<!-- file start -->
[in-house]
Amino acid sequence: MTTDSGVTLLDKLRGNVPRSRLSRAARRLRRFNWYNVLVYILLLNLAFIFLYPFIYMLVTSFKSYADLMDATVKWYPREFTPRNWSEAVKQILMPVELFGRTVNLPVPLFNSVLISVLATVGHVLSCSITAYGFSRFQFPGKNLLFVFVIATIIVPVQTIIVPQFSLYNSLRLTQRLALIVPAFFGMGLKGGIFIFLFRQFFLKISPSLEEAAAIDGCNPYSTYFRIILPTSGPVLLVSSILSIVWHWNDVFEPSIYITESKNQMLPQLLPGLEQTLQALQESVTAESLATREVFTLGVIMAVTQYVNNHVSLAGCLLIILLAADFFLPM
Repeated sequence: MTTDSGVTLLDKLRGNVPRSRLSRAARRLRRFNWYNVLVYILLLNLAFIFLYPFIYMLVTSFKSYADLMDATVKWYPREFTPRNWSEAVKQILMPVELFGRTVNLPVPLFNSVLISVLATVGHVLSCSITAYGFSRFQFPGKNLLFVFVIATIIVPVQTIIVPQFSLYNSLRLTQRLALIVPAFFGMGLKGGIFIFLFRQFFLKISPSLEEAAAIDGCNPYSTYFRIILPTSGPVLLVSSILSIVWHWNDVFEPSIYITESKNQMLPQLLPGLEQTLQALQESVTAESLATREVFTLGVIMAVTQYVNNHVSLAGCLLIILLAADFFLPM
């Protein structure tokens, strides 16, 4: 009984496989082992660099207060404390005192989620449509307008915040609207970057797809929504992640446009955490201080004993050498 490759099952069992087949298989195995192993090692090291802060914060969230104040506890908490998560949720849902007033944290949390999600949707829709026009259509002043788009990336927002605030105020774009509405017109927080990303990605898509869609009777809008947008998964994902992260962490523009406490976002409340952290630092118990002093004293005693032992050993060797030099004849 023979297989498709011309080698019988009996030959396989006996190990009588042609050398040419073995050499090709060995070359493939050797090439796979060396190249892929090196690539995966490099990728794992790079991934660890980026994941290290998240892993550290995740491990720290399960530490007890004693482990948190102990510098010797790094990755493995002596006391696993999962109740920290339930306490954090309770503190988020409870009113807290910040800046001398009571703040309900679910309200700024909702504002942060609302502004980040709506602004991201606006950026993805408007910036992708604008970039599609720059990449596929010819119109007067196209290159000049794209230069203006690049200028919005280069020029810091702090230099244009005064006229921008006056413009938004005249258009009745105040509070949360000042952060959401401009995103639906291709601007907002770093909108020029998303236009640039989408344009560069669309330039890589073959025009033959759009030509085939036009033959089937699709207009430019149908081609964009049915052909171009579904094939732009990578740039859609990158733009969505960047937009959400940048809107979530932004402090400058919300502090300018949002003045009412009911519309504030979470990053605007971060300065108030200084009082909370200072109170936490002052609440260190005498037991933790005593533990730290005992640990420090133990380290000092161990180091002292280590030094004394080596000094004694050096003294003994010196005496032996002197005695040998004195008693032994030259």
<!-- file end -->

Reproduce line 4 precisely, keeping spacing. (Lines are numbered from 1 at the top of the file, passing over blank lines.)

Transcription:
């Protein structure tokens, strides 16, 4: 009984496989082992660099207060404390005192989620449509307008915040609207970057797809929504992640446009955490201080004993050498 490759099952069992087949298989195995192993090692090291802060914060969230104040506890908490998560949720849902007033944290949390999600949707829709026009259509002043788009990336927002605030105020774009509405017109927080990303990605898509869609009777809008947008998964994902992260962490523009406490976002409340952290630092118990002093004293005693032992050993060797030099004849 023979297989498709011309080698019988009996030959396989006996190990009588042609050398040419073995050499090709060995070359493939050797090439796979060396190249892929090196690539995966490099990728794992790079991934660890980026994941290290998240892993550290995740491990720290399960530490007890004693482990948190102990510098010797790094990755493995002596006391696993999962109740920290339930306490954090309770503190988020409870009113807290910040800046001398009571703040309900679910309200700024909702504002942060609302502004980040709506602004991201606006950026993805408007910036992708604008970039599609720059990449596929010819119109007067196209290159000049794209230069203006690049200028919005280069020029810091702090230099244009005064006229921008006056413009938004005249258009009745105040509070949360000042952060959401401009995103639906291709601007907002770093909108020029998303236009640039989408344009560069669309330039890589073959025009033959759009030509085939036009033959089937699709207009430019149908081609964009049915052909171009579904094939732009990578740039859609990158733009969505960047937009959400940048809107979530932004402090400058919300502090300018949002003045009412009911519309504030979470990053605007971060300065108030200084009082909370200072109170936490002052609440260190005498037991933790005593533990730290005992640990420090133990380290000092161990180091002292280590030094004394080596000094004694050096003294003994010196005496032996002197005695040998004195008693032994030259």